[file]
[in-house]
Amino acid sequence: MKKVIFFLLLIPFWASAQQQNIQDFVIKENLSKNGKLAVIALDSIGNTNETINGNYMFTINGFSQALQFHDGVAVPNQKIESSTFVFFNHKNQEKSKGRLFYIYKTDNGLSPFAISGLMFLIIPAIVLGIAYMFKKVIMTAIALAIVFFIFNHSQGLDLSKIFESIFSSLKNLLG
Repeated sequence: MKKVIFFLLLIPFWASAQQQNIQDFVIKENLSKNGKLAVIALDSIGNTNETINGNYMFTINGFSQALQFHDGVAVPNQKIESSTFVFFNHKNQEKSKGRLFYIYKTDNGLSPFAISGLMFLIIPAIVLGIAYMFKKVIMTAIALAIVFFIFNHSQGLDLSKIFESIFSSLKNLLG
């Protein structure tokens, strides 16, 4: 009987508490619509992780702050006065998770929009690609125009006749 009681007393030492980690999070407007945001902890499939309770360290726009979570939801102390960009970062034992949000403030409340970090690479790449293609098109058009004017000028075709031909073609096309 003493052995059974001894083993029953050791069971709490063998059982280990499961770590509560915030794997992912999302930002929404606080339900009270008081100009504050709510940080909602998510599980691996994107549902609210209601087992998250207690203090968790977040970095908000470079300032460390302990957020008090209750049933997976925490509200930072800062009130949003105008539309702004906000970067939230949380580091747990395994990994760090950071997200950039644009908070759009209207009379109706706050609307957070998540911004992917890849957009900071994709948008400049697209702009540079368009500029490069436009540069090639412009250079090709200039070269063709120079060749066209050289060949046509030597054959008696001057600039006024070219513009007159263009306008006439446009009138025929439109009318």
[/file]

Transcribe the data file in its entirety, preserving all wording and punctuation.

[in-house]
Amino acid sequence: MKKVIFFLLLIPFWASAQQQNIQDFVIKENLSKNGKLAVIALDSIGNTNETINGNYMFTINGFSQALQFHDGVAVPNQKIESSTFVFFNHKNQEKSKGRLFYIYKTDNGLSPFAISGLMFLIIPAIVLGIAYMFKKVIMTAIALAIVFFIFNHSQGLDLSKIFESIFSSLKNLLG
Repeated sequence: MKKVIFFLLLIPFWASAQQQNIQDFVIKENLSKNGKLAVIALDSIGNTNETINGNYMFTINGFSQALQFHDGVAVPNQKIESSTFVFFNHKNQEKSKGRLFYIYKTDNGLSPFAISGLMFLIIPAIVLGIAYMFKKVIMTAIALAIVFFIFNHSQGLDLSKIFESIFSSLKNLLG
């Protein structure tokens, strides 16, 4: 009987508490619509992780702050006065998770929009690609125009006749 009681007393030492980690999070407007945001902890499939309770360290726009979570939801102390960009970062034992949000403030409340970090690479790449293609098109058009004017000028075709031909073609096309 003493052995059974001894083993029953050791069971709490063998059982280990499961770590509560915030794997992912999302930002929404606080339900009270008081100009504050709510940080909602998510599980691996994107549902609210209601087992998250207690203090968790977040970095908000470079300032460390302990957020008090209750049933997976925490509200930072800062009130949003105008539309702004906000970067939230949380580091747990395994990994760090950071997200950039644009908070759009209207009379109706706050609307957070998540911004992917890849957009900071994709948008400049697209702009540079368009500029490069436009540069090639412009250079090709200039070269063709120079060749066209050289060949046509030597054959008696001057600039006024070219513009007159263009306008006439446009009138025929439109009318």